Seventy-two percent of MSM reported ever being contacted by Sangama staff, 67% had received condoms from Sangama, and 56% had witnessed a condom demonstration. There was considerable overlap between these exposures; all of those who received condoms or seen a condom demonstration had also been contacted by the intervention, and 55% of MSM reported all three of these exposures (they had been contacted, received condoms and seen a condom demonstration). Almost all (98%) of those who had seen a condom demonstration also reporting receiving condoms. Among those contacted, there was a positive correlation between duration since first contact with Sangama and number of contacts in the last month (r = 0.185, p = 0.005); this association persisted when only those who had first had contact with Sangama within the previous 11 months (since Sangama began offering Avahan services) were considered (r = 0.211, p = 0.03, n = 106). No association was seen between the other continuous intervention exposure variables.

Associations with socio-demographic and behavioural variables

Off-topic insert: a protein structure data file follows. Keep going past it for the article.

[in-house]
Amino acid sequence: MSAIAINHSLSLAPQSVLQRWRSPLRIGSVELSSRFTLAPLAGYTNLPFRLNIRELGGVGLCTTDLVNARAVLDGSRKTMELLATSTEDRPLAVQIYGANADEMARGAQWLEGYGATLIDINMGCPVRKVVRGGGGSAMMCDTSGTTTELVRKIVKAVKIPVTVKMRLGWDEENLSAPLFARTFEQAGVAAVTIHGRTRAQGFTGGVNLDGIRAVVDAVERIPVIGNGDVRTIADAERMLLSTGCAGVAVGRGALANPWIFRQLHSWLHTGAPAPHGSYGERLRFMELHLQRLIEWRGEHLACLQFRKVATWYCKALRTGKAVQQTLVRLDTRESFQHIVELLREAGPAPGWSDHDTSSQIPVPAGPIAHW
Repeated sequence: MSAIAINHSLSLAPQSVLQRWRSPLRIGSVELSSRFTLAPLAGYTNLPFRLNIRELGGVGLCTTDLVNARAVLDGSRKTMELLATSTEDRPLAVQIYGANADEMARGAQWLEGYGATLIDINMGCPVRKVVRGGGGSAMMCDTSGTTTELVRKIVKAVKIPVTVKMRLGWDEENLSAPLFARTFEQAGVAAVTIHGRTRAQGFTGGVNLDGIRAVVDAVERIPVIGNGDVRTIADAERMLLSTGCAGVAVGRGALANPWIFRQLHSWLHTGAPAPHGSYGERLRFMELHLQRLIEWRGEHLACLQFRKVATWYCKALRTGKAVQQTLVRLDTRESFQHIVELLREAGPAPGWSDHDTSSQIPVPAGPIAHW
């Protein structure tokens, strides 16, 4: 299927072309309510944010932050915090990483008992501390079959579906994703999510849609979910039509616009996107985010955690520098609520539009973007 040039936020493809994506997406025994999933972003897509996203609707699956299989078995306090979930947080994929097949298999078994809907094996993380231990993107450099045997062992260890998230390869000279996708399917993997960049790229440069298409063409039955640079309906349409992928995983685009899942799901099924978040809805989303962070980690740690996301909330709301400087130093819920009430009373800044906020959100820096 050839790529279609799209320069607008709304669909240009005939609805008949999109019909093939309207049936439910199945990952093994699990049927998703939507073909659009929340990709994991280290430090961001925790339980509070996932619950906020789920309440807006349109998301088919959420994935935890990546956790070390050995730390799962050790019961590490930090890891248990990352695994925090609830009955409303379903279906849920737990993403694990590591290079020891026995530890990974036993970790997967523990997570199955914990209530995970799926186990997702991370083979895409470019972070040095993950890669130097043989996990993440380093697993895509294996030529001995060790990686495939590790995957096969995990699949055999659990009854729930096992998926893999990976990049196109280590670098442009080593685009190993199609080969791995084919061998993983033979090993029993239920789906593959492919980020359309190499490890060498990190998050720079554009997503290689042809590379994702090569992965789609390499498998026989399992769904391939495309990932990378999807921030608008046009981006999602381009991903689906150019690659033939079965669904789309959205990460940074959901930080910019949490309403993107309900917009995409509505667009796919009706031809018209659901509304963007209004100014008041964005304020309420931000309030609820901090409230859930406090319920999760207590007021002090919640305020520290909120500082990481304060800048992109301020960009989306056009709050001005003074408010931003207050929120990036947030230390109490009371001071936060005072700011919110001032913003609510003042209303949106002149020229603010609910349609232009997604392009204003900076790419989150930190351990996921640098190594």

Men who had ever been contacted by Avahan were more likely to have ever sold sex than those who had never been contacted (odds ratio (OR) = 2.17, p = 0.010). MSM who had ever (versus never) received condoms from Avahan were more likely to have ever sold sex (OR = 2.23, p = 0.006) and less likely to have ever had sex with a female sex worker (OR = 0.51, p = 0.083). Men who had ever (versus never) seen a condom demonstration were also more likely to have ever sold sex (OR = 2.26, p = 0.005), and less likely to have ever had had sex with a female sex worker (OR = 0.50, p = 0.038). Number of contacts with the intervention in the past week was associated with duration as an MSM (lowest for those who had been MSM for 8-13 years, highest for those who had been MSM for 14+ years), and was lower for those with sex work as their main income (1.5 fewer contacts per month, p = 0.07). More condoms were received by those who had never paid a female for sex (versus ever; 56 more condoms, p = 0.05), by those who had ever sold sex (94 more condoms, p = 0.03), by those for whom sex work was their main source of income (149 more condoms, p = 0.03), and by Kothis and Hijras (versus other subgroups; 130 more condoms; p = 0.01). More condom demonstrations were reported by those who had never been married to a woman (versus ever; 1.4 more demonstrations per month, p = 0.03), those who had never paid a female for sex (1.2 more per month, p = 0.07), and by double deckers (2.6 more per month), and Kothis and Hijras (1.5 more per month) (versus Panthis and bisexuals; p = 0.002).